If the stars align, the world could have the first all-new large turboprop passenger aircraft for four decades within five years.

The irony is that this is the proposition from Embraer – a stalwart of jet-powered regional aircraft that helped contribute to the near-extinction of the turboprop “race”.

ATR first flight-c-Andre Cros-Ville de Toulouse-WikimediaCommons

Source: Andre Cros/Ville de Toulouse/Wikimedia Commons

Embraer’s case for a next-generation turboprop airliner is a strong one – pointing to the environmental and economic benefits, as well as the market disruption it could bring.

Today’s market leader, ATR, and its large-turboprop competitor, the De Havilland Canada Dash 8 – along with smaller turboprops such as the Saab 340 and Embraer Brasilia – owned the regional sector for much of the late 20th century.

That all changed in the mid-1990s, when a modified Canadian business jet design with 50 seats crashed their party. Embraer was quick to identify the threat from the Bombardier CRJ, and created its own 50-seater, the ERJ. The two OEMs shipped 2,000 small regional jets between them from 1993 to 2005.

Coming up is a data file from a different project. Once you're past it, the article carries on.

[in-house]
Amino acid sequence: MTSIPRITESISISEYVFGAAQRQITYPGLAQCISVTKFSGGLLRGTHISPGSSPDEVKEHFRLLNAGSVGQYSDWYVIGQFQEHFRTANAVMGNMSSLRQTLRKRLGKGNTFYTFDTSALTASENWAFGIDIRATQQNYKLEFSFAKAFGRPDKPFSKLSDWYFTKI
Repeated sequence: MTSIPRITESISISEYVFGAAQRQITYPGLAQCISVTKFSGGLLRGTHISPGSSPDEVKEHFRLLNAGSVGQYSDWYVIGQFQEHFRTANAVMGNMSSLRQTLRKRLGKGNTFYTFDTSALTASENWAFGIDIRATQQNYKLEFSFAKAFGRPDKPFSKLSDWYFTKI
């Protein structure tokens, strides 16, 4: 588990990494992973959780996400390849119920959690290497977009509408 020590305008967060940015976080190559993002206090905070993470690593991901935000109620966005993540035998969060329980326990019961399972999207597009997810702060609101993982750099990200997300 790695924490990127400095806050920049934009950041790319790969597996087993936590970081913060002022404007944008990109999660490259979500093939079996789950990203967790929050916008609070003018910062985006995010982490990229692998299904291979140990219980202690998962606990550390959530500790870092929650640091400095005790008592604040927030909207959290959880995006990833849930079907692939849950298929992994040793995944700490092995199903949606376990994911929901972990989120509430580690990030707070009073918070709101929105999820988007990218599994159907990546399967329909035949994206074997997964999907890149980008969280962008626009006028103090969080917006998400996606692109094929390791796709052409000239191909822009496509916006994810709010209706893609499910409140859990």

Their value proposition to regional operators was compelling: big jet-like passenger experience, faster sector times and competitive economics.

Turboprop manufacturers were caught in a perfect storm, as the regional jet generation arrived in tandem with a high-profile US turboprop accident – the infamous Roselawn tragedy in which 68 people died – combining to effectively render obsolete the propeller-driven airliner in North America.

By the early 2000s, turboprop production was at a trickle. Only ATR and, ironically, Bombardier, kept the faith. In 2003, just 29 aircraft were delivered globally while over 300 Bombardier and Embraer jets were shipped.

But the props weren’t done. New technology like active noise control improved the passenger experience, while engine upgrades enhanced performance. Bombardier created an enlarged Dash 8 that could carry 70-80 passengers at jet-like speeds. And the rising fuel price from around 2005 hit small-jet economics hard.

So the large turboprop sector bounced back as the 50-seat jet era ended. Deliveries averaged a healthy 100 aircraft per year during the 2010s, with ATR the market leader.

Embraer – a major player in the market with its E-Jet series – believes the sector is ripe for disruption. It is confident it can create a headache for the current turboprop players without diluting the market for its jet portfolio. The question is: will Embraer’s prospective new partner Boeing have the appetite to support such a venture? We won’t have to wait too long to find out.